• Delete apps that you are not using, and refrain from downloading apps you may not want or need, as they take your information when they are downloaded
  • Have no phone at the dinner table
  • Have no electronic devices in the bedroom
  • Negotiate set amounts of SM time with family members and stick with that
  • Do not allow children to have SM accounts until they reach the appropriate legal age. Consider delaying the purchase of smartphones until they are at least at secondary school. Many tech insiders do not allow their children to have SM accounts at all. Most notably Steve Jobs and Bill Gates severely limited their children’s use of Technology.
  • Consider practising mindfulness or meditation instead.
  • Try to like or follow people with different views to yours and fact check before sharing stories.
  • Use multiple sources for news and be aware that many stories are designed to cause strong emotional reactions which means we do no longer think so objectively about the issues.
  • Use a search engine like Ecosia that is sustainable and has less advertising or one that is not storing search histories such as Qwant, Duckduckgo or Epicsearch.
  • Talk about the issues and demand better regulation of tech. Mike Berners Lee the British coinventor of the internet is concerned about how the internet is being used by big companies but thinks it is not too late to ensure it becomes something that serves humanity and not vice versa.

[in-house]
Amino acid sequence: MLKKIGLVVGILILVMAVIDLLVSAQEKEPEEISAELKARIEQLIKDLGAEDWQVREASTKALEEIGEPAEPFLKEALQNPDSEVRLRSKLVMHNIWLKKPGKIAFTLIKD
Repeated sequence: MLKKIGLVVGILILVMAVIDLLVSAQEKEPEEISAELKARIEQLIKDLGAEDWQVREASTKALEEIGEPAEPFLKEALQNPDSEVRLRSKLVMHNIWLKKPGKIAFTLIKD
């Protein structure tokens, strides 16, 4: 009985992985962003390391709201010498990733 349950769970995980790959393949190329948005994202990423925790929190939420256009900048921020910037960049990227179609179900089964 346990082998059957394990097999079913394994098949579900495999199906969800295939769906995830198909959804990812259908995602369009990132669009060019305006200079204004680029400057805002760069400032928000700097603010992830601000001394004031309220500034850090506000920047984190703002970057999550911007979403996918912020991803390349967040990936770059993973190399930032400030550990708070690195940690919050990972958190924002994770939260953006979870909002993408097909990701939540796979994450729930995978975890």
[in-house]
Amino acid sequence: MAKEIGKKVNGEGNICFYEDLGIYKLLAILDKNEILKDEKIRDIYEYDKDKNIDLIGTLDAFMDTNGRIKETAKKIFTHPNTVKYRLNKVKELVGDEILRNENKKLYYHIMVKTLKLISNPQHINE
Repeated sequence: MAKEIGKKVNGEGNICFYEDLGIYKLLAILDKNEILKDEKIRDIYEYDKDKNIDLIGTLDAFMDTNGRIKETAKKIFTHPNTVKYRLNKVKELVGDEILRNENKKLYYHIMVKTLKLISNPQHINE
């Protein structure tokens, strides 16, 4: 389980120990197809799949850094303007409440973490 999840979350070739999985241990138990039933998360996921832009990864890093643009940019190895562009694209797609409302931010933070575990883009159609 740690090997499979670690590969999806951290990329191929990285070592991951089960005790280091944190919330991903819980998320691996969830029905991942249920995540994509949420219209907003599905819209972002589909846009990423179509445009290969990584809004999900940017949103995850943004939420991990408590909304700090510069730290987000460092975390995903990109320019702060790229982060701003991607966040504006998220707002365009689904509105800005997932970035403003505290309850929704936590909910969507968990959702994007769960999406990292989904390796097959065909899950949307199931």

Tech giants have become the richest companies in the history of humanity. They purport to be providing you with a free service but in the words of the film, “If you are not paying for the product, then you’re the product.” We owe it to ourselves and society to be aware of how big tech works and be mindful of how our attention may be being manipulated.


Ultimately, it is the business model of the tech companies that needs to change. Instead of it feeding off of its users (the drug industry is the only other industry that calls its “customers” users) by allowing third parties to manipulate them, it needs to turn its users into customers. So, much like we do with Netflix and Spotify, we may need to start paying for these services to regain our rights and dignity as consumers.


The Social Dilemma is one of the most important films of the year. Alongside David Attenborough’s documentaries, it demonstrates the need for us to have insight into the effects our human inventions and activities are having on the planet and our mental and physical health.


As we recover from the COVID pandemic, we will need to think globally but live more locally. Let’s use SM, not let it use us, and then when we’ve had our allocated time online, why not switch off the screen, connect with each other face to face and reconnect with nature?



The film’s website:


For further information, support and ways to take action:


For concerned parents:

Food, and the Environment - BBC3 Podcost

Posted on 5th February, 2021

Food, the Environment and Richard Flanagan

Cassandra Coburn, Anthony Warner and Alasdair Cochrane discuss food security, hunger and vegan politics. Plus Richard Flanagan's novel about ageing and the environment. 

"When most people do not understand how money comes into existence this film pulls back the veil on the dark world of debt with wit and insight. A film to inform, enrage and inspire."


After 5 years of research and hard work making, our independent feature documentary, Bank Job, it is ready to launch.

Bank Job


The film has been made with the support of the BFI Doc Society Fund and follows a journey from finding out about Strike Debt / The Debt Collective, buying up and abolishing millions of dollars of debt in the USA - to setting up Rebel Bank [1] and subsequently a debt buying adventure in the UK. 


I recommend the film highly.




Liz Reason





[2] synopsis      /media/other/42420/BankJob.pdf